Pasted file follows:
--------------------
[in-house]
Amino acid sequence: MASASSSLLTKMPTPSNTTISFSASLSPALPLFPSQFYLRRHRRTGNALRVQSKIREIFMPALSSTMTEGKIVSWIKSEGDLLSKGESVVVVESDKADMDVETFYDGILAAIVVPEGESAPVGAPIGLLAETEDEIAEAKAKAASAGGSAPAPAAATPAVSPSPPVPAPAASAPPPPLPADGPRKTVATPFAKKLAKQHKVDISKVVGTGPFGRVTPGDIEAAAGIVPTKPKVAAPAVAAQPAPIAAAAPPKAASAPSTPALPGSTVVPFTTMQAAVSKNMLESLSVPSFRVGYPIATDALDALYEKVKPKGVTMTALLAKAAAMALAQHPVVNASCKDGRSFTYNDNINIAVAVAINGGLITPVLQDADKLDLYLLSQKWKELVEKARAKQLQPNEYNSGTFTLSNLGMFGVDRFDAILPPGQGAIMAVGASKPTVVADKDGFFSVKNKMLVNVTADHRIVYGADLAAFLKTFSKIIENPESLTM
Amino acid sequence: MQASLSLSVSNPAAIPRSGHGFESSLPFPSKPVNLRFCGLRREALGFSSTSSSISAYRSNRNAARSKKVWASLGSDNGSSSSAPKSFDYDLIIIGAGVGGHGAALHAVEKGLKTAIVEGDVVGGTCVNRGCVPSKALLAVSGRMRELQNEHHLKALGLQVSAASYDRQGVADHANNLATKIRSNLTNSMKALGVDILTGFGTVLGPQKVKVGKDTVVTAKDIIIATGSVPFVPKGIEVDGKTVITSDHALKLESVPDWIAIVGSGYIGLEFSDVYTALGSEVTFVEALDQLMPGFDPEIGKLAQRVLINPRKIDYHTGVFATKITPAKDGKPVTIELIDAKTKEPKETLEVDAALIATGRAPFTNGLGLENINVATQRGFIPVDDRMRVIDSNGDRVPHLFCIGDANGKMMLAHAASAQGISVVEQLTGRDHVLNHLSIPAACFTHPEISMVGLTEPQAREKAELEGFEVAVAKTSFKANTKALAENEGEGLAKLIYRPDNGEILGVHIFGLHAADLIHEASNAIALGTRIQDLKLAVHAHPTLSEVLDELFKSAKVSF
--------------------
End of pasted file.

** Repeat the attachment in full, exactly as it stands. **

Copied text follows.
[in-house]
Amino acid sequence: MASASSSLLTKMPTPSNTTISFSASLSPALPLFPSQFYLRRHRRTGNALRVQSKIREIFMPALSSTMTEGKIVSWIKSEGDLLSKGESVVVVESDKADMDVETFYDGILAAIVVPEGESAPVGAPIGLLAETEDEIAEAKAKAASAGGSAPAPAAATPAVSPSPPVPAPAASAPPPPLPADGPRKTVATPFAKKLAKQHKVDISKVVGTGPFGRVTPGDIEAAAGIVPTKPKVAAPAVAAQPAPIAAAAPPKAASAPSTPALPGSTVVPFTTMQAAVSKNMLESLSVPSFRVGYPIATDALDALYEKVKPKGVTMTALLAKAAAMALAQHPVVNASCKDGRSFTYNDNINIAVAVAINGGLITPVLQDADKLDLYLLSQKWKELVEKARAKQLQPNEYNSGTFTLSNLGMFGVDRFDAILPPGQGAIMAVGASKPTVVADKDGFFSVKNKMLVNVTADHRIVYGADLAAFLKTFSKIIENPESLTM
Amino acid sequence: MQASLSLSVSNPAAIPRSGHGFESSLPFPSKPVNLRFCGLRREALGFSSTSSSISAYRSNRNAARSKKVWASLGSDNGSSSSAPKSFDYDLIIIGAGVGGHGAALHAVEKGLKTAIVEGDVVGGTCVNRGCVPSKALLAVSGRMRELQNEHHLKALGLQVSAASYDRQGVADHANNLATKIRSNLTNSMKALGVDILTGFGTVLGPQKVKVGKDTVVTAKDIIIATGSVPFVPKGIEVDGKTVITSDHALKLESVPDWIAIVGSGYIGLEFSDVYTALGSEVTFVEALDQLMPGFDPEIGKLAQRVLINPRKIDYHTGVFATKITPAKDGKPVTIELIDAKTKEPKETLEVDAALIATGRAPFTNGLGLENINVATQRGFIPVDDRMRVIDSNGDRVPHLFCIGDANGKMMLAHAASAQGISVVEQLTGRDHVLNHLSIPAACFTHPEISMVGLTEPQAREKAELEGFEVAVAKTSFKANTKALAENEGEGLAKLIYRPDNGEILGVHIFGLHAADLIHEASNAIALGTRIQDLKLAVHAHPTLSEVLDELFKSAKVSF